Friday, April 27, 2007

Flawed Published Products

So, there has been some buzz around the webs this week about indie game design and publishing, specifically here at Story Games and here at the Forge. The gist of these conversations is that some games have been published in an unfinished or half-baked form, and many folks believe that this is harmful to indie games in general, and unfair to gamers who may have purchased these products.

This is a topic of some interest, of course, and I agree with (most of) what everyone here is saying. Some of the solutions being put forward are excellent, including the idea of printing ashcans, or beta versions of games, in cheap formats for low prices, and then incorporating all the live play feedback you can get into a final version of the game. Plenty of people have done this, and it works.

If you've followed the discussions above at all, you will know that the reason I'm bringing the subject up here is that Mortal Coil gets called out for some heavy critique on these threads. I wanted to say my piece about it in my own space, rather than jumping into these other threads with long discourses about my own game. The main reason for this is I'm not really interested in getting into a long argument about the game on those other threads, or dealing with the attacks and well-meaning defenses that would inevitably come up.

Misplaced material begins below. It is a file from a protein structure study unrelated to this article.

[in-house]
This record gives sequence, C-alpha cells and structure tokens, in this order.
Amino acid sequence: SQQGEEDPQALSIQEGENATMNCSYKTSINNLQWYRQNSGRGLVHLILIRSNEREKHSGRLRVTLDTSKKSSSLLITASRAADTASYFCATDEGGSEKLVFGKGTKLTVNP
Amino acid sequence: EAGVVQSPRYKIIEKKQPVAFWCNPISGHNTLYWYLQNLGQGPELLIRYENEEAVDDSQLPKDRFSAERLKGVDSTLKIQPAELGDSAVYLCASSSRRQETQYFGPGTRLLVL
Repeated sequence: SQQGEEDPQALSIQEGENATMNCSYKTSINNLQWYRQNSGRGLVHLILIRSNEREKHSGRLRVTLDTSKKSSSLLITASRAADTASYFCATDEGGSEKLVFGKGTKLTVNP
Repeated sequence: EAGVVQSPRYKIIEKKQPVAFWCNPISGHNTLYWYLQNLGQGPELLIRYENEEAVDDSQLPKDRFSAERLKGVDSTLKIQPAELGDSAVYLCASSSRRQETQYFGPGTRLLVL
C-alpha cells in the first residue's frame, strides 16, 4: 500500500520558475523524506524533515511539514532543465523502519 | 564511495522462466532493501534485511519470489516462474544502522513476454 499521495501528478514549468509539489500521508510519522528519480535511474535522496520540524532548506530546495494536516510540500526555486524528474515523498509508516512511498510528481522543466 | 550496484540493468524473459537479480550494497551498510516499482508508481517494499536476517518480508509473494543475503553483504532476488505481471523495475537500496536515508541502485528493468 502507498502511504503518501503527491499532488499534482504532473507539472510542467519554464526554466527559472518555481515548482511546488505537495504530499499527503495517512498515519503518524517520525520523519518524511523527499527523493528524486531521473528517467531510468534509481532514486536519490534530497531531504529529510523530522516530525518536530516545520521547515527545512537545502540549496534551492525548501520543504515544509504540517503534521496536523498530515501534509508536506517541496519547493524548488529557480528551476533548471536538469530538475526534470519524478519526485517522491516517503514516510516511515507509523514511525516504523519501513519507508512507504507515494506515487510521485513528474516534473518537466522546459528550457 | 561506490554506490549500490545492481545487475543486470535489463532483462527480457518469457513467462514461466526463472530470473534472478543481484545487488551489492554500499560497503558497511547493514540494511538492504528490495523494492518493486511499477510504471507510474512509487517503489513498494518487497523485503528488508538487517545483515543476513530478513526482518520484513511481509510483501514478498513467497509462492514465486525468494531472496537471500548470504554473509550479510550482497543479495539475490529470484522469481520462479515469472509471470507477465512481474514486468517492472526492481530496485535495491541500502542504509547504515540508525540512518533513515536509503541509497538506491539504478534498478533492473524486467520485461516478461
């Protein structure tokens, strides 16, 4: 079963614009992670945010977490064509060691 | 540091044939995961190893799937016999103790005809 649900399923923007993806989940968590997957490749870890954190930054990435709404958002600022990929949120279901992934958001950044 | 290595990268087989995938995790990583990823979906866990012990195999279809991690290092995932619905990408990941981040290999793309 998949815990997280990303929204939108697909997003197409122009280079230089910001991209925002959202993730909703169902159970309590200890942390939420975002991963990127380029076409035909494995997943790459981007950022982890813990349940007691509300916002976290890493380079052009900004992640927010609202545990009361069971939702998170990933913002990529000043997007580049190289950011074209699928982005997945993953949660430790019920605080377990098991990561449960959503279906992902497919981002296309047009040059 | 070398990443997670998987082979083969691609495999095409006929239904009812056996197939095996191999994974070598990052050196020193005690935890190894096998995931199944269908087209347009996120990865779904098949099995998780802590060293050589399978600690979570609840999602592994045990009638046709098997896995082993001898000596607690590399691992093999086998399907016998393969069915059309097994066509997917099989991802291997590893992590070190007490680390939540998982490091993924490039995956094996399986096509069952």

I know that Mortal Coil has some problems with how the rules are presented. Lots of feedback from players, with the same questions coming up again and again, are an excellent indication that some areas of the rules are not well explained. If I had done a better job communicating everything in the text, I wouldn't have as many questions coming up about it.

Some players are going to contact me and ask questions no matter what. There are players out there who like to gather all the info they can before starting a game, even one that is well layed-out and explained. These aren't the people I'm talking about. The ones I feel I've failed are those who bought the game and couldn't understand it well enough to give it a try. Some of these people have contacted me, or gone on the web and found some of the FAQs and examples I've posted. Many of these people, on the other hand, took the game and put it on their shelf, and they will never play it. Those are the ones I feel I have failed.